Some folks in the climate change skeptic community have been having a lot of fun with an AP story that reported on a United National study that concluded that if the world did not get a handle on climate change in about 10 years, the effects would cause world-wide calamity. Rising sea levels, failing crops, and hordes of “eco-refugees” will devastate the planet. The story was released in 1989, a fact that is causing a healthy skepticism concerning the pronouncements of global warming alarmists.
The release of the so-called “Green New Deal” by Alexandria Ocasio-Cortez and her associates has proven to be another spur to climate change skepticism. The plan would, by all accounts, ban private automobiles, air travel, beef, and fossil fuels within ten years. If anything, that cure seems to be worse than the disease.
It is the sort of scheme that seems to have been devised in a college dorm after the bong pipe has been passed around too many times. Yet many of the Democratic presidential candidate have embraced the Green New Deal as the sure-fire formula to winning the nomination next year and then toppling President Trump.
Those people who are not in a panic over climate change would be tempted to sit back and let the Democratic Party destroy itself over the issue. The Green New Deal is, at best, a scheme by power-hungry politicians and at worst the ravings of lunatics.
The Senate rejected the plan overwhelmingly, with Democrats senators so embarrassed at actually having to vote for the measure but unwilling to anger its supporters that they voted present. Now, even AOC is blaming the initial fact sheet, the one that indicated that everything from hamburgers to airplanes would be banned by the Green New Deal, on an unnamed staffer, the lamest of political excuses.
Let us suppose for the sake of argument that climate change is a problem that needs to be addressed. What would be a more serious, science-oriented response to the threat of human-caused climate change? If we assume that CO2 emissions are a problem but not on the scale and immediacy that the purveyors of the Green New Deal claim, several sensible solutions can help to ameliorate climate change without plunging the world into a new Dark Age.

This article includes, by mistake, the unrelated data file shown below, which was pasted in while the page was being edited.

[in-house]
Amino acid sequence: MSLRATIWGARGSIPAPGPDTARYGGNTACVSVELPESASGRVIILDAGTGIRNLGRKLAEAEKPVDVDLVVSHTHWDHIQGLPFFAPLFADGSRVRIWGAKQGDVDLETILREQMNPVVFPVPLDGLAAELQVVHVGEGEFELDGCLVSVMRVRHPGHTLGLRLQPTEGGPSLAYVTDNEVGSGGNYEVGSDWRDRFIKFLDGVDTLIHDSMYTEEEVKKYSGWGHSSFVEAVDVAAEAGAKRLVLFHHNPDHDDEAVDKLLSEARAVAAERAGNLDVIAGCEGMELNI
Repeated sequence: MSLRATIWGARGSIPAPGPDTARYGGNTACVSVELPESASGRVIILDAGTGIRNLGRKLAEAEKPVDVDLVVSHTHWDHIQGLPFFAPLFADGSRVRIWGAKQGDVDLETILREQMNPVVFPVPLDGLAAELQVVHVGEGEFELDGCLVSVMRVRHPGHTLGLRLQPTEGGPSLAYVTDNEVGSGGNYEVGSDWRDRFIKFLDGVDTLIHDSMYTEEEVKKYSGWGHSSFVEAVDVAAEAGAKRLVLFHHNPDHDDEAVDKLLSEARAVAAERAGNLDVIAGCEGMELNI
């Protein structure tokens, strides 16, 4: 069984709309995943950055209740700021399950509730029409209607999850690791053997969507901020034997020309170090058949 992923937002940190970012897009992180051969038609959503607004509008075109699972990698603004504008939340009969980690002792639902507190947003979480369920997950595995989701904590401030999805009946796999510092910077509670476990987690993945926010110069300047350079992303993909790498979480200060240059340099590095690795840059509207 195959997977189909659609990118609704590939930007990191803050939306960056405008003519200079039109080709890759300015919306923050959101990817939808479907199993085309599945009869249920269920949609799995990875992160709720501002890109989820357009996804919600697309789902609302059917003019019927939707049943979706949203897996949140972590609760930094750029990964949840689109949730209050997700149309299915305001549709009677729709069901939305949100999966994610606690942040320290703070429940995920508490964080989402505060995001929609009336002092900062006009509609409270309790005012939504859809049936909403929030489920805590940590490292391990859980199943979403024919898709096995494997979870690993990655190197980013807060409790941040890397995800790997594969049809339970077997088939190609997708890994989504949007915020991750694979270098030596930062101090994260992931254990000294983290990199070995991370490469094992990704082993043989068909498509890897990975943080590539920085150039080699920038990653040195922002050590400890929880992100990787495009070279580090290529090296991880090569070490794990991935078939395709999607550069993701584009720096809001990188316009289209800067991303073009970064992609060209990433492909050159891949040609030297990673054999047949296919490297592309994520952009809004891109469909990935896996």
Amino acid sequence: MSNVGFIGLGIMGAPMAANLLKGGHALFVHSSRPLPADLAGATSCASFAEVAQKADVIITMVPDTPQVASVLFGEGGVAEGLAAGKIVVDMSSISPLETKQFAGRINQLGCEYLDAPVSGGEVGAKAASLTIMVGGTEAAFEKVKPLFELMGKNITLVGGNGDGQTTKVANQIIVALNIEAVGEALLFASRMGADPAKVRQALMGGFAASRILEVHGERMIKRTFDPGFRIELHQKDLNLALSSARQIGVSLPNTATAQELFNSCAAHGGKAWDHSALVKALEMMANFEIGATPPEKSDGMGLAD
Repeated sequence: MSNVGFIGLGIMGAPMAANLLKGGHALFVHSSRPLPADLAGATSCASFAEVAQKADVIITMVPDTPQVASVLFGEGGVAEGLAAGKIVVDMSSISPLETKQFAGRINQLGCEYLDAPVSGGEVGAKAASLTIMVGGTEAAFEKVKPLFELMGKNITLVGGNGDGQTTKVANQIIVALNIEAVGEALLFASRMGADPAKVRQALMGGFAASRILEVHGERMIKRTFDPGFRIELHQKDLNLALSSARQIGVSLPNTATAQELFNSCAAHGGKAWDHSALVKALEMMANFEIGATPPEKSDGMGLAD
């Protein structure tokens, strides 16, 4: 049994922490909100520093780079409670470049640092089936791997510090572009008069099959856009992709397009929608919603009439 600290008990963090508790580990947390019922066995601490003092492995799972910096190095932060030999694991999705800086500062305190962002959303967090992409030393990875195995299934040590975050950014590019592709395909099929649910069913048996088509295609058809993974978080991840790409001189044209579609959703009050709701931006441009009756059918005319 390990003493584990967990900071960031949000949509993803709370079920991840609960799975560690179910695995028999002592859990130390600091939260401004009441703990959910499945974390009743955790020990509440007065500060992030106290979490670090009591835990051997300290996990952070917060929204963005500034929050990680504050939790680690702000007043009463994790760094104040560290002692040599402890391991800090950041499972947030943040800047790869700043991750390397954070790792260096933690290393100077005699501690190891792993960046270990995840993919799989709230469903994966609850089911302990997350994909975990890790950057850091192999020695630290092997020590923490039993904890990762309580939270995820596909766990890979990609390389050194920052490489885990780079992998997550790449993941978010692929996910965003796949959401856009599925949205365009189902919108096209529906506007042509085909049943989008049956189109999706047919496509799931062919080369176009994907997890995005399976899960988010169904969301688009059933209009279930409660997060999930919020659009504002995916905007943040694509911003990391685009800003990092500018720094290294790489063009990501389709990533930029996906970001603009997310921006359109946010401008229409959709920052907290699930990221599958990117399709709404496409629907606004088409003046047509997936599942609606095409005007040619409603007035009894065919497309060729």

Nuclear power, still the bugaboo of many environmentalists, is surely part of the solution to climate change. Modern nuclear plants are far safer than the one at Three Mile Island and, of course, do not emit carbon dioxide.
Carbon capture is another promising technology. Adding carbon capture features to existing power plants may prove to be prohibitively expensive. However, as Ars Technica reported a couple of years ago, power plants can be built with carbon capture as a feature from the beginning.
NET Power has been testing a zero-emission natural gas power plant near La Porte, Texas that could be the future of fossil fuels. As a bonus the carbon can be used to create useful products such as carbon nanotubes.
Better electric cars with a longer range and quicker battery recharging would be a given. With more electricity being generated by carbon-free power plants, such vehicles would become “greener.”
Banning air travel as the Green New Deal mandates was one of that plan’s sillier ideas. High speed trains, as California found out to its sorrow, are too expensive and are yesterday’s technology. But, perhaps, Elon Musk’s hyper-loop might be an idea to try for long distance travel, supplementing air travel.
Planting more trees would be another part of the solution to climate change. Forests are an excellent consumer of carbon dioxide. As a bonus, trees represent a great, renewable resource.
Further in the future, technologies such as fusion and space-based solar power suggest themselves as way to power the world without ruining it. The current move by President Trump to return to the moon and access its resources would make these innovations more possible.
Climate change alarmists urge that we “listen to the scientists” where the threat of the phenomenon is concerned.
That is fair enough. But in return they need to listen to the engineers. A sensible response to climate change would be driven by private-sector solutions and not government mandates, would not create so high a burden that people will reject them, and will be based on sound science and engineering. Thus, the response to climate change will create a more prosperous, abundant future, not a world-wide Venezuela.